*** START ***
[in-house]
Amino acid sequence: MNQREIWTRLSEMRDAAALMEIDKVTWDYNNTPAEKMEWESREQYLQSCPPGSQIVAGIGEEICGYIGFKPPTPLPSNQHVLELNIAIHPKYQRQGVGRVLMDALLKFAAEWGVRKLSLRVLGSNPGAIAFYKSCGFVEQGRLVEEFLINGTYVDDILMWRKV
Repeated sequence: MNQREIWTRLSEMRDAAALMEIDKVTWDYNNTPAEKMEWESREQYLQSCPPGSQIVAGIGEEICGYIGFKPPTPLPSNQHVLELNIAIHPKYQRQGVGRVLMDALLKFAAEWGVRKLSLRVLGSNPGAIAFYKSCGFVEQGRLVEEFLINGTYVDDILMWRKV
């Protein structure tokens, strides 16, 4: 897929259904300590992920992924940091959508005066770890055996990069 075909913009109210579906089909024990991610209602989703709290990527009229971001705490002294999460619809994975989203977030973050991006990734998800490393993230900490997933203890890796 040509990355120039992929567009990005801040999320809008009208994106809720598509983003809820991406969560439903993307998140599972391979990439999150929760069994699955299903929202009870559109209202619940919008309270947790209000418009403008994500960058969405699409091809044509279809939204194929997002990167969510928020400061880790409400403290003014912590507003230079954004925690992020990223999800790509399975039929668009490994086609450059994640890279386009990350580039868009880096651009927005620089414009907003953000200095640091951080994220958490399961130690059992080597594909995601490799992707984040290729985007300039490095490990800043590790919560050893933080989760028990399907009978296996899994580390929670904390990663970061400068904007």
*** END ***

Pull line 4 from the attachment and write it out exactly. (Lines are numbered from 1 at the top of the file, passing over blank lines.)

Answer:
């Protein structure tokens, strides 16, 4: 897929259904300590992920992924940091959508005066770890055996990069 075909913009109210579906089909024990991610209602989703709290990527009229971001705490002294999460619809994975989203977030973050991006990734998800490393993230900490997933203890890796 040509990355120039992929567009990005801040999320809008009208994106809720598509983003809820991406969560439903993307998140599972391979990439999150929760069994699955299903929202009870559109209202619940919008309270947790209000418009403008994500960058969405699409091809044509279809939204194929997002990167969510928020400061880790409400403290003014912590507003230079954004925690992020990223999800790509399975039929668009490994086609450059994640890279386009990350580039868009880096651009927005620089414009907003953000200095640091951080994220958490399961130690059992080597594909995601490799992707984040290729985007300039490095490990800043590790919560050893933080989760028990399907009978296996899994580390929670904390990663970061400068904007």